For this lesson, I go into a classroom and write the word Digital Citizenship up on the board. I then start by asking the class how they would define those word. Sometimes they know but mostly they are unclear how to answer so we break it down even smaller and I say to them ‘What does digital mean?’ and ‘What does Citizenship mean?’ Luckily because I teach in an international school citizenship is usually not something that takes longer to explain.

IMG_20170904_103731From there I ask them what they think it means to be a good citizen in the digital world. When they begin giving their ideas I begin writing them down. Once we end up with a pretty large list, I ask them to start grouping things together. Then we generally get it down to four or five short statements that cover most suggestions from our list. This is the point that I bring out the Digital Citizenship Pledge. I show it to them and I make connections between their statements and what is on the pledge. Nearly always they are able to suggest n

early all of the statements on the pledge. The thing that I like about the pledge is that it has space to add your own, so we look back and their suggestions and we add to the pledge before we sign it.

Since our Acceptable Use policy was needing a revamp, last year I took all of the Digital Citizenship Pledges from my School and I took all of the suggestions that the students had written in on their Pledges. From that, the AAS Student Pledge came about. Our goal was positive simple language that could be understood by all ages. The other thing that we realized is that by doing this we had pretty much written the same things that come up when classes write their Essential Agreements.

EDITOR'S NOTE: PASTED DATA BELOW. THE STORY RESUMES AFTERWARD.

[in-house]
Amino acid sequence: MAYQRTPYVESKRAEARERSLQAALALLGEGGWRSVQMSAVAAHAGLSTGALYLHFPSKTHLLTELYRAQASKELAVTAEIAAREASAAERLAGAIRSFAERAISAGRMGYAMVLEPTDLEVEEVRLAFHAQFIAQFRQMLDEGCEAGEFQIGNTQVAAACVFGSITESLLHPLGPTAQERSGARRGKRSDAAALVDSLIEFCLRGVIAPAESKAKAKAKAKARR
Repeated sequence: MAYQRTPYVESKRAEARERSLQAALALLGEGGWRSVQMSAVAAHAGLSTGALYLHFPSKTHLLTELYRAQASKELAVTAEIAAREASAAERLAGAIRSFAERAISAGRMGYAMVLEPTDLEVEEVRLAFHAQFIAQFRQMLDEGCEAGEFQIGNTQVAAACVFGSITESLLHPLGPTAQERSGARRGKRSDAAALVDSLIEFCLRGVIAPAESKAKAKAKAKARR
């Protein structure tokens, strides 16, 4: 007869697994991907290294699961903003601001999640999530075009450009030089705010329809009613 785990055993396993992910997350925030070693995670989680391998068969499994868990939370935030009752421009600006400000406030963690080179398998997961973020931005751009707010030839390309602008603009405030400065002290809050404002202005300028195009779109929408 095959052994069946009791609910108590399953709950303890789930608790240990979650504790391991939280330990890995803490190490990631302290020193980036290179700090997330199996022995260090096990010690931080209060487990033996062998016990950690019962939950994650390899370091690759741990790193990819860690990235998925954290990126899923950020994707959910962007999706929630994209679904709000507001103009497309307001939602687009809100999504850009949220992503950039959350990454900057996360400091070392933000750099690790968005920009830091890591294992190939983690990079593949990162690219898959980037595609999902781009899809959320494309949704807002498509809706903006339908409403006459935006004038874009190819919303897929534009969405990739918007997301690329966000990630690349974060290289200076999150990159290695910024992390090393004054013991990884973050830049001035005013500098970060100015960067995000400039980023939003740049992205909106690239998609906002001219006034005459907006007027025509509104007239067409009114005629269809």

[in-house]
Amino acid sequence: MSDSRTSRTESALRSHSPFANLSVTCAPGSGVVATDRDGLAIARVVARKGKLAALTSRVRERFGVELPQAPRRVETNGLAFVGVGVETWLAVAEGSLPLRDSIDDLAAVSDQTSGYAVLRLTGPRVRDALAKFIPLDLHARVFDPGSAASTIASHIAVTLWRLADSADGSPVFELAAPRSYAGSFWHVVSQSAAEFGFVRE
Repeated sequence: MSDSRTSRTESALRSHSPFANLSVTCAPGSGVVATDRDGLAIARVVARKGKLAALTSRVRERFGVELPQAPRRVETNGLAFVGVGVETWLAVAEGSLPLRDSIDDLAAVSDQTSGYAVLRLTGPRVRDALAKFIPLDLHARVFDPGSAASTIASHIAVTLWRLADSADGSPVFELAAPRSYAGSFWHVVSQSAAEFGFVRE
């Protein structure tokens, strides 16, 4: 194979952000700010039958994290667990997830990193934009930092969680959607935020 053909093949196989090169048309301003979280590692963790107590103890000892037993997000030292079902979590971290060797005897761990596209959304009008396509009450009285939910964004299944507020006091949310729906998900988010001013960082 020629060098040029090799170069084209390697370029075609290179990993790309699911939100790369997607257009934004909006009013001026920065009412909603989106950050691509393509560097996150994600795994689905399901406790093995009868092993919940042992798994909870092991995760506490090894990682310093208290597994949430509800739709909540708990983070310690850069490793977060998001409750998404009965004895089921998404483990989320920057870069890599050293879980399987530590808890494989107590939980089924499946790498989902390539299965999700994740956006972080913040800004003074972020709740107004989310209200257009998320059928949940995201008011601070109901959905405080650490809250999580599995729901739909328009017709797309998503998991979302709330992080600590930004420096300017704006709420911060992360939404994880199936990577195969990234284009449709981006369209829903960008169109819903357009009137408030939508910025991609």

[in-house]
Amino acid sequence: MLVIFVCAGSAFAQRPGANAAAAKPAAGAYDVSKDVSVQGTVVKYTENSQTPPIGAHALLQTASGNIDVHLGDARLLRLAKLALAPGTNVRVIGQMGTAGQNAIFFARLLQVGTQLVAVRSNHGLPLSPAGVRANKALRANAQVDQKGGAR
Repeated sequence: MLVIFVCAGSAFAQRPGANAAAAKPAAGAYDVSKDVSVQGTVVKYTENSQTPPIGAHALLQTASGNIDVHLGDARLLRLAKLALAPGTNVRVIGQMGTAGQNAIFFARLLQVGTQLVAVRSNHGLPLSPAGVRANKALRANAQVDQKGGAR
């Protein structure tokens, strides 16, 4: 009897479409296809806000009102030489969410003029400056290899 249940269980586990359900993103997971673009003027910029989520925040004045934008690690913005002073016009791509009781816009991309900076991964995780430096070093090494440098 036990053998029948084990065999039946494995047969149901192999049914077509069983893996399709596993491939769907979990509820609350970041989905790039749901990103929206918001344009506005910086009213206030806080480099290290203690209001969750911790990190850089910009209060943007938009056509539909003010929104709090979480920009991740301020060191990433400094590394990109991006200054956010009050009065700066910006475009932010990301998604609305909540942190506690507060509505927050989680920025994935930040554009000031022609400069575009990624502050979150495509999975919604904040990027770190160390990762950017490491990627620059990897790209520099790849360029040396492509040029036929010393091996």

Our future goal is to stop mentioning our Digital pledge as something that is different and separate from the behavior that we generally ask the students to demonstrate but instead embeds the behaviors of the digital world into their everyday normal behaviors.








Cyberbullying Lesson in G3

Today I did the Power of Words lesson from Common Sense Media’s Digital Literacy & Citizenship iBook. The lesson was about how to react to a cyberbully. Part of the activity is for the students to create a cyberbullying scenario and act it out. Record themselves in photos and share it with me. 

This is a great activity and I am really glad that I waited until this time of year to do it as the grade three students are mature enough to do this lesson nearly independently. They had a great time with this activity. 

Data Management

Let’s face it, most kids are not the best organizers. So, to expect them to be responsible for organizing their digital data is not something we can expect them to naturally do.  During the last two weeks of school I worked with all of the grade 3-5 students to back up their work in preparation for next year.